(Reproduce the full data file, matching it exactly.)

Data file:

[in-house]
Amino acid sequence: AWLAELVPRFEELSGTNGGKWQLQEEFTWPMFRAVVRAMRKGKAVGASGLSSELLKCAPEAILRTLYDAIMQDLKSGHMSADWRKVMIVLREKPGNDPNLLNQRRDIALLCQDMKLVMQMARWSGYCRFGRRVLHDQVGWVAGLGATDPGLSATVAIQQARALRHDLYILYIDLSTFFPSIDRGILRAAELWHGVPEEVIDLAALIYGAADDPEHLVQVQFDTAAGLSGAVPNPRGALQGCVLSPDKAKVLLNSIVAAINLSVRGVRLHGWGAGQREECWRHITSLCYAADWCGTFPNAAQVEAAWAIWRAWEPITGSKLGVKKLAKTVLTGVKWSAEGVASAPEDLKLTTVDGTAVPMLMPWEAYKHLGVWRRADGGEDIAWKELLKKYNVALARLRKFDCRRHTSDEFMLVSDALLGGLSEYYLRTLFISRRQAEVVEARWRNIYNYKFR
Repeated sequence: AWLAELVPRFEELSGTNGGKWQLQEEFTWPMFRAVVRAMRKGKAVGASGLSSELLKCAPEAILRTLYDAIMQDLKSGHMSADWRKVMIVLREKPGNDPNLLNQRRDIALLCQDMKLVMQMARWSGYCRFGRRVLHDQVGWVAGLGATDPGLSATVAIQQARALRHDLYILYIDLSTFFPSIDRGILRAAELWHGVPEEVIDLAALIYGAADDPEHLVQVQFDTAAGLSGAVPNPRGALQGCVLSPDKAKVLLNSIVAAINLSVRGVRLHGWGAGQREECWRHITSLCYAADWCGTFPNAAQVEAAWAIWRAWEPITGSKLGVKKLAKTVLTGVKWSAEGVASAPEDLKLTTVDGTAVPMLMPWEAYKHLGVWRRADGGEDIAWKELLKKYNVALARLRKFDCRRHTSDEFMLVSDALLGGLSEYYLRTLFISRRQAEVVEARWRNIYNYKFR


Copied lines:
[in-house]
Amino acid sequence: AWLAELVPRFEELSGTNGGKWQLQEEFTWPMFRAVVRAMRKGKAVGASGLSSELLKCAPEAILRTLYDAIMQDLKSGHMSADWRKVMIVLREKPGNDPNLLNQRRDIALLCQDMKLVMQMARWSGYCRFGRRVLHDQVGWVAGLGATDPGLSATVAIQQARALRHDLYILYIDLSTFFPSIDRGILRAAELWHGVPEEVIDLAALIYGAADDPEHLVQVQFDTAAGLSGAVPNPRGALQGCVLSPDKAKVLLNSIVAAINLSVRGVRLHGWGAGQREECWRHITSLCYAADWCGTFPNAAQVEAAWAIWRAWEPITGSKLGVKKLAKTVLTGVKWSAEGVASAPEDLKLTTVDGTAVPMLMPWEAYKHLGVWRRADGGEDIAWKELLKKYNVALARLRKFDCRRHTSDEFMLVSDALLGGLSEYYLRTLFISRRQAEVVEARWRNIYNYKFR
Repeated sequence: AWLAELVPRFEELSGTNGGKWQLQEEFTWPMFRAVVRAMRKGKAVGASGLSSELLKCAPEAILRTLYDAIMQDLKSGHMSADWRKVMIVLREKPGNDPNLLNQRRDIALLCQDMKLVMQMARWSGYCRFGRRVLHDQVGWVAGLGATDPGLSATVAIQQARALRHDLYILYIDLSTFFPSIDRGILRAAELWHGVPEEVIDLAALIYGAADDPEHLVQVQFDTAAGLSGAVPNPRGALQGCVLSPDKAKVLLNSIVAAINLSVRGVRLHGWGAGQREECWRHITSLCYAADWCGTFPNAAQVEAAWAIWRAWEPITGSKLGVKKLAKTVLTGVKWSAEGVASAPEDLKLTTVDGTAVPMLMPWEAYKHLGVWRRADGGEDIAWKELLKKYNVALARLRKFDCRRHTSDEFMLVSDALLGGLSEYYLRTLFISRRQAEVVEARWRNIYNYKFR